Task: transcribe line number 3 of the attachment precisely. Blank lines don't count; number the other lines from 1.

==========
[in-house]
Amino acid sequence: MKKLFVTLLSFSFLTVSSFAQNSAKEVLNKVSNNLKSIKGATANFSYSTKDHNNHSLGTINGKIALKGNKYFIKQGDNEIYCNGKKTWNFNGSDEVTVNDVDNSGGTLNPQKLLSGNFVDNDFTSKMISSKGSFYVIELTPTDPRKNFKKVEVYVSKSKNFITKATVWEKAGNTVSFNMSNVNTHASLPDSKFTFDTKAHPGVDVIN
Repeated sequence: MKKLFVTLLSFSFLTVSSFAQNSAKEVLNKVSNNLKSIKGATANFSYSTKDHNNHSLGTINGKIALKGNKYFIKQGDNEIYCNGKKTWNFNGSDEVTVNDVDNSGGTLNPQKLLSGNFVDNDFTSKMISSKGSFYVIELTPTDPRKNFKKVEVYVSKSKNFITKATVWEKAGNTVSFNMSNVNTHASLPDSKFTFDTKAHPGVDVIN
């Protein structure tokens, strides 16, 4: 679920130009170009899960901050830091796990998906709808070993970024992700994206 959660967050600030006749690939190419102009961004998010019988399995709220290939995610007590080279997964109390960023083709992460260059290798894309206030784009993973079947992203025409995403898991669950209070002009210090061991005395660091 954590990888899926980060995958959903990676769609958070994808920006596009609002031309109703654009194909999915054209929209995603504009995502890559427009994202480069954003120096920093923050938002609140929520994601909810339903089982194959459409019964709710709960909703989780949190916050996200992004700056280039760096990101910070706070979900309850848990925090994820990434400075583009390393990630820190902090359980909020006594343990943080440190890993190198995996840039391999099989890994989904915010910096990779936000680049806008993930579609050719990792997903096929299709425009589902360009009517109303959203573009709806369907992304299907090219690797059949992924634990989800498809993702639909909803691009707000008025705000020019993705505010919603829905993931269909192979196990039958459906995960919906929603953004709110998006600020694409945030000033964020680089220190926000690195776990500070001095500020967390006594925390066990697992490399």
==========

Repeated sequence: MKKLFVTLLSFSFLTVSSFAQNSAKEVLNKVSNNLKSIKGATANFSYSTKDHNNHSLGTINGKIALKGNKYFIKQGDNEIYCNGKKTWNFNGSDEVTVNDVDNSGGTLNPQKLLSGNFVDNDFTSKMISSKGSFYVIELTPTDPRKNFKKVEVYVSKSKNFITKATVWEKAGNTVSFNMSNVNTHASLPDSKFTFDTKAHPGVDVIN